You won't want to put it down...

This book is more than an account of Anne Moody's experience in the South during the Civil Rights movement. It is such a deeply personal telling of her life - of the indignities and horrors she suffered at the hands of racism, but also of the joy and inspiration she found along the way. It is one of the few books that I absolutely did not want to end - I wanted to pick it up and start again, because I felt like I was leaving behind a friend. HIGHLY, HIGHLY RECOMMENDED!!!

Coming of Age in Mississippi - a book well worth the read

Believe it or not, I was actually forced to read the book, "Coming of Age in Mississippi" as a freshman this past year by my college history professor. It was such a thick book, and I was sure that, knowing my professor's tastes, it would be a boring read. However, upon reading it, I had a pleasant surprise. It was such an insightful, moving, and eye-opening book. It had me glued from page one. As a book about a young black girl's (the author) struggle to overcome racism in the south, it is a very potent history lesson. I had thought that I understood what it was like for young African-Americans of the 1950's and '60's, but I couldn't have been more wrong. This book opened up my eyes and made me truly see the harsh reality of growing up as Anne Moody did. She has many recollections of childhood and adult aquaintances murdered by the Ku Klux Klan, as well as the story of her Mississippi Freedom Summer when she had to hide at night in high grass to avoid the Klan. It was at this time that she realized that she was on their so called "Black List." These very vivid circumstances were a slap in the face that almost made me tremble right along with the characters. Furthermore, Ms. Moody's use of common language, and the very realistic way in which she describe's her life, greatly aided me in fully understanding the enormity of the situation at that time. Another book that can be compared to this one is, "I Know Why the Caged Bird Sings" by Maya Angelou. Although this book is much more harsh and gritty than Ms. Moody's, it gave me much of the same feeling of insight. The only disappointment in Anne Moody's book to me was that the ending left me feeling somewhat unsatisfied. Unlike Maya Angelou's book, it does not have a sequel. But then again, this may be part of the book's genius in that it mirrors Anne Moody's own disatisfaction with the sluggishness of the Civil Rights Movement and shows that there is no conclusive end to the struggle against racism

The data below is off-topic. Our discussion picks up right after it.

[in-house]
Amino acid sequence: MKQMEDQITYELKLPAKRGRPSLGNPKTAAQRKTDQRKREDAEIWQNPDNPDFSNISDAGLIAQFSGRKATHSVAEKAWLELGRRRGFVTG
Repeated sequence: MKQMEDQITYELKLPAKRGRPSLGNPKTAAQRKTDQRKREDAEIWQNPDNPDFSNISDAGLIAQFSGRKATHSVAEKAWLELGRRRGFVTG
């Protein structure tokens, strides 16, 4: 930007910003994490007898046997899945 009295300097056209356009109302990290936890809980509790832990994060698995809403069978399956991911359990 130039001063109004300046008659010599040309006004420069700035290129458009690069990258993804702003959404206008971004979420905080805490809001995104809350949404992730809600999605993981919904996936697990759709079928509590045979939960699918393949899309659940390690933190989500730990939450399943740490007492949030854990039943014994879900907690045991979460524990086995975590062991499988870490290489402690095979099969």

Coming of Age in Mississippi Mentions in Our Blog

Coming of Age in Mississippi in They Spoke Up
They Spoke Up
Published by Ashly Moore Sheldon • June 12, 2020

As we celebrate the swell of activism and action in support of justice and equality, we're taking the opportunity to amplify the voices and stories of some of the key women and girls behind the civil rights movement. They had to fight to be heard and we applaud them!